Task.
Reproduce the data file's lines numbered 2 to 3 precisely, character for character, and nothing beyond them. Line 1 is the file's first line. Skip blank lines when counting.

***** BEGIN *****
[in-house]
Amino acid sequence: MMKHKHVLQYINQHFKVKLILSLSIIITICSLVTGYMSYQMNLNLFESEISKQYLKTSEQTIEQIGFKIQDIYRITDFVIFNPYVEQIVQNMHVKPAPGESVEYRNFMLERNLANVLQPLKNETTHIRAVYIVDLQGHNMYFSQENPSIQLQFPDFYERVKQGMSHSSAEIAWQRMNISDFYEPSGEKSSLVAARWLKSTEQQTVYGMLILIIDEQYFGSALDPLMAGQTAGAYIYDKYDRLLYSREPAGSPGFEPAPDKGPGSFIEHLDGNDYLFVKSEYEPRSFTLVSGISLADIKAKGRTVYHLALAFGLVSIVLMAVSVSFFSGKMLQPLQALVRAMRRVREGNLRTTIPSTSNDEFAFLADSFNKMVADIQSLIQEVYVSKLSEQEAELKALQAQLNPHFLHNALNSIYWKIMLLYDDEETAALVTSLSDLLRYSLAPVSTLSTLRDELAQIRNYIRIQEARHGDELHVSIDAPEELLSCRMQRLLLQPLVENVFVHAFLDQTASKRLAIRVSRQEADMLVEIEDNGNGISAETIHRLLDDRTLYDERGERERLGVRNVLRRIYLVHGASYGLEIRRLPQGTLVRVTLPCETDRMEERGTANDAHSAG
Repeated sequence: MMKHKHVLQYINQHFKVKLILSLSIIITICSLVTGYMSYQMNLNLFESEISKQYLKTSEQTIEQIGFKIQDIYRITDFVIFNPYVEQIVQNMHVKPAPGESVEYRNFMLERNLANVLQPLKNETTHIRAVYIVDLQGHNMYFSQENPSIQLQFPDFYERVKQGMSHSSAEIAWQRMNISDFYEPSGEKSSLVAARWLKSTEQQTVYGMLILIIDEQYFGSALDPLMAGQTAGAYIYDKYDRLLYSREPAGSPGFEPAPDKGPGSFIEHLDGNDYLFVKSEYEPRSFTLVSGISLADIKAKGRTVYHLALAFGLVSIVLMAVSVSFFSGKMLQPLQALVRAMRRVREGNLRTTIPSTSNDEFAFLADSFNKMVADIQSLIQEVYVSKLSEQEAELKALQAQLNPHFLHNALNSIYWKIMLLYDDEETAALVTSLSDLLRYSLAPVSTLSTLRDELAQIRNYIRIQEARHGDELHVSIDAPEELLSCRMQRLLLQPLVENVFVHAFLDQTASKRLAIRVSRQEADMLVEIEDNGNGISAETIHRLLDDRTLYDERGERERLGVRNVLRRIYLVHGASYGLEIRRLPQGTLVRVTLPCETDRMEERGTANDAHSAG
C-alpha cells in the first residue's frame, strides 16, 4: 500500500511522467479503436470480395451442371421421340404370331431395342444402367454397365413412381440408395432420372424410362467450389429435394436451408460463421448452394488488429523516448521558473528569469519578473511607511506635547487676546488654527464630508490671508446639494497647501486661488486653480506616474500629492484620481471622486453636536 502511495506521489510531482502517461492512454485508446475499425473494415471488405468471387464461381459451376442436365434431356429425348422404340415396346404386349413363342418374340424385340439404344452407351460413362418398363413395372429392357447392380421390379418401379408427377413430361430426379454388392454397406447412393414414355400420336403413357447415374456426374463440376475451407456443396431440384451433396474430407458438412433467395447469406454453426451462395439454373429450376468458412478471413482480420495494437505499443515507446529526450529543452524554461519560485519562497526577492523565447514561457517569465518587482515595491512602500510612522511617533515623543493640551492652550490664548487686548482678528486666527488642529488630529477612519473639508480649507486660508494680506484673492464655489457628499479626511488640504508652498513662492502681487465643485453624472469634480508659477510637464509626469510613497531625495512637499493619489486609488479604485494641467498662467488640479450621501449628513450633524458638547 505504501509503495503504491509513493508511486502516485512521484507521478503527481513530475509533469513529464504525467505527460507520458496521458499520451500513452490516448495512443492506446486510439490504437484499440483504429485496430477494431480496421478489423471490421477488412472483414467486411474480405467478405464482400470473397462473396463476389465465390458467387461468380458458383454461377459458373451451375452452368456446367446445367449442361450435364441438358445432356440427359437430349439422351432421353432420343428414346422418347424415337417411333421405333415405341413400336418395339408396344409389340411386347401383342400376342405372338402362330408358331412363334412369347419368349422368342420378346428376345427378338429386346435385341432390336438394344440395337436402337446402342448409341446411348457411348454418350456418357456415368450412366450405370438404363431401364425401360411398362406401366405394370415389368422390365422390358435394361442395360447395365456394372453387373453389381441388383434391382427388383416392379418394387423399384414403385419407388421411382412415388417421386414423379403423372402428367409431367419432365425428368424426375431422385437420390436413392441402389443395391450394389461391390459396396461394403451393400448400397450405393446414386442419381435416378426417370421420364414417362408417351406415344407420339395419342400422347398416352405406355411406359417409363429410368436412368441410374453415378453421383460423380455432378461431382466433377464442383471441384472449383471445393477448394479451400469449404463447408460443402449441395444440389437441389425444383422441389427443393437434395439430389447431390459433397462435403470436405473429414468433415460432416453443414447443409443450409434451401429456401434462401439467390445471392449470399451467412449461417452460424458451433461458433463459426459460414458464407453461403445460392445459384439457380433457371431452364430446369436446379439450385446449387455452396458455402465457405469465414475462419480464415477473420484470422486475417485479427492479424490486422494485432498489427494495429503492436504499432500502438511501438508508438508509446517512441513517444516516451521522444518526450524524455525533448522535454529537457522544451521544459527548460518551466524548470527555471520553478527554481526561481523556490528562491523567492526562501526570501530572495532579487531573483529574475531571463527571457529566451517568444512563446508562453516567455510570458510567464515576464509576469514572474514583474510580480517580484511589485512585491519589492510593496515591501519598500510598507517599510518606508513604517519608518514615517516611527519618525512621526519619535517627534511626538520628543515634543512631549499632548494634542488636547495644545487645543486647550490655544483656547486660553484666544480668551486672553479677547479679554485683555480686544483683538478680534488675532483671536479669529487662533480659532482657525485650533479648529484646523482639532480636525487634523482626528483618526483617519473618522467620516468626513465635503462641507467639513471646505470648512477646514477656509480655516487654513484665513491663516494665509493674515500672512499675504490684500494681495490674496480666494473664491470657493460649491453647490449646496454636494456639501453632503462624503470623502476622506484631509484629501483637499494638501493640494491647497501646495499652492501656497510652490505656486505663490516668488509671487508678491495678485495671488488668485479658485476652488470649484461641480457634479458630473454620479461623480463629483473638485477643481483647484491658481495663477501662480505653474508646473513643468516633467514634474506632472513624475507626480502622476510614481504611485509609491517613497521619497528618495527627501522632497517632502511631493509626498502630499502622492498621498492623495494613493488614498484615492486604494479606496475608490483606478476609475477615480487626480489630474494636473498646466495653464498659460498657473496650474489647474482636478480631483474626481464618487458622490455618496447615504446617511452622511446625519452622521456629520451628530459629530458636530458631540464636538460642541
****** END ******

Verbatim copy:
Amino acid sequence: MMKHKHVLQYINQHFKVKLILSLSIIITICSLVTGYMSYQMNLNLFESEISKQYLKTSEQTIEQIGFKIQDIYRITDFVIFNPYVEQIVQNMHVKPAPGESVEYRNFMLERNLANVLQPLKNETTHIRAVYIVDLQGHNMYFSQENPSIQLQFPDFYERVKQGMSHSSAEIAWQRMNISDFYEPSGEKSSLVAARWLKSTEQQTVYGMLILIIDEQYFGSALDPLMAGQTAGAYIYDKYDRLLYSREPAGSPGFEPAPDKGPGSFIEHLDGNDYLFVKSEYEPRSFTLVSGISLADIKAKGRTVYHLALAFGLVSIVLMAVSVSFFSGKMLQPLQALVRAMRRVREGNLRTTIPSTSNDEFAFLADSFNKMVADIQSLIQEVYVSKLSEQEAELKALQAQLNPHFLHNALNSIYWKIMLLYDDEETAALVTSLSDLLRYSLAPVSTLSTLRDELAQIRNYIRIQEARHGDELHVSIDAPEELLSCRMQRLLLQPLVENVFVHAFLDQTASKRLAIRVSRQEADMLVEIEDNGNGISAETIHRLLDDRTLYDERGERERLGVRNVLRRIYLVHGASYGLEIRRLPQGTLVRVTLPCETDRMEERGTANDAHSAG
Repeated sequence: MMKHKHVLQYINQHFKVKLILSLSIIITICSLVTGYMSYQMNLNLFESEISKQYLKTSEQTIEQIGFKIQDIYRITDFVIFNPYVEQIVQNMHVKPAPGESVEYRNFMLERNLANVLQPLKNETTHIRAVYIVDLQGHNMYFSQENPSIQLQFPDFYERVKQGMSHSSAEIAWQRMNISDFYEPSGEKSSLVAARWLKSTEQQTVYGMLILIIDEQYFGSALDPLMAGQTAGAYIYDKYDRLLYSREPAGSPGFEPAPDKGPGSFIEHLDGNDYLFVKSEYEPRSFTLVSGISLADIKAKGRTVYHLALAFGLVSIVLMAVSVSFFSGKMLQPLQALVRAMRRVREGNLRTTIPSTSNDEFAFLADSFNKMVADIQSLIQEVYVSKLSEQEAELKALQAQLNPHFLHNALNSIYWKIMLLYDDEETAALVTSLSDLLRYSLAPVSTLSTLRDELAQIRNYIRIQEARHGDELHVSIDAPEELLSCRMQRLLLQPLVENVFVHAFLDQTASKRLAIRVSRQEADMLVEIEDNGNGISAETIHRLLDDRTLYDERGERERLGVRNVLRRIYLVHGASYGLEIRRLPQGTLVRVTLPCETDRMEERGTANDAHSAG